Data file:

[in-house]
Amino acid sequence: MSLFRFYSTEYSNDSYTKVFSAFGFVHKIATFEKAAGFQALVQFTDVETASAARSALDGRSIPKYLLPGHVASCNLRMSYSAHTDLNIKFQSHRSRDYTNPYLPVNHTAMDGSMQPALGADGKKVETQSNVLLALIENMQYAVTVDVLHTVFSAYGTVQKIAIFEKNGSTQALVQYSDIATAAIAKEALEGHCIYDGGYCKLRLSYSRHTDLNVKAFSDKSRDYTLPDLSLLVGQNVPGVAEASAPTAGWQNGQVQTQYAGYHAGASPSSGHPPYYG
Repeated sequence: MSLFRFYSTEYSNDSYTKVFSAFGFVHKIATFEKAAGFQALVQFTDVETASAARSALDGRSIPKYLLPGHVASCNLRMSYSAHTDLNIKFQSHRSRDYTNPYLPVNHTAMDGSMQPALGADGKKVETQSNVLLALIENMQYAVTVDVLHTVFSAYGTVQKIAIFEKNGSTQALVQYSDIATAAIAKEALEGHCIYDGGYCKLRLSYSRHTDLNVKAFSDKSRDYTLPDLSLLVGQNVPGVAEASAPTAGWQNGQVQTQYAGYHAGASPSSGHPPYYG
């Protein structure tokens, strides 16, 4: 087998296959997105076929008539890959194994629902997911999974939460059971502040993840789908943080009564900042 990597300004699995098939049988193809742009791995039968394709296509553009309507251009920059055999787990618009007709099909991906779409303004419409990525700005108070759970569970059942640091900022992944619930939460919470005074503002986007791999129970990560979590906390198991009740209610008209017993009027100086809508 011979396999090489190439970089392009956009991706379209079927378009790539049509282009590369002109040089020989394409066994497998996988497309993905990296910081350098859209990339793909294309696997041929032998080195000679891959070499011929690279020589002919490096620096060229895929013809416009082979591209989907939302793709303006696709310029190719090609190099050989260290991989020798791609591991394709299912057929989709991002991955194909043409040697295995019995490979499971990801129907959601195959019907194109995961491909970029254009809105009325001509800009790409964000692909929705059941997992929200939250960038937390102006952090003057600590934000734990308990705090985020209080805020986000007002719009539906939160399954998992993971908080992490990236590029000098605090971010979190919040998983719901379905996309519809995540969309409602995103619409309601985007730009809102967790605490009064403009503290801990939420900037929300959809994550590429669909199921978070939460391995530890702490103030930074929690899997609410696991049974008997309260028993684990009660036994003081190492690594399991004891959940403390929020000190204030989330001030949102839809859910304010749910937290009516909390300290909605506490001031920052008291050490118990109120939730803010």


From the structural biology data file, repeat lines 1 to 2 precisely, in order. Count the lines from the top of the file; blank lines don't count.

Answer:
[in-house]
Amino acid sequence: MSLFRFYSTEYSNDSYTKVFSAFGFVHKIATFEKAAGFQALVQFTDVETASAARSALDGRSIPKYLLPGHVASCNLRMSYSAHTDLNIKFQSHRSRDYTNPYLPVNHTAMDGSMQPALGADGKKVETQSNVLLALIENMQYAVTVDVLHTVFSAYGTVQKIAIFEKNGSTQALVQYSDIATAAIAKEALEGHCIYDGGYCKLRLSYSRHTDLNVKAFSDKSRDYTLPDLSLLVGQNVPGVAEASAPTAGWQNGQVQTQYAGYHAGASPSSGHPPYYG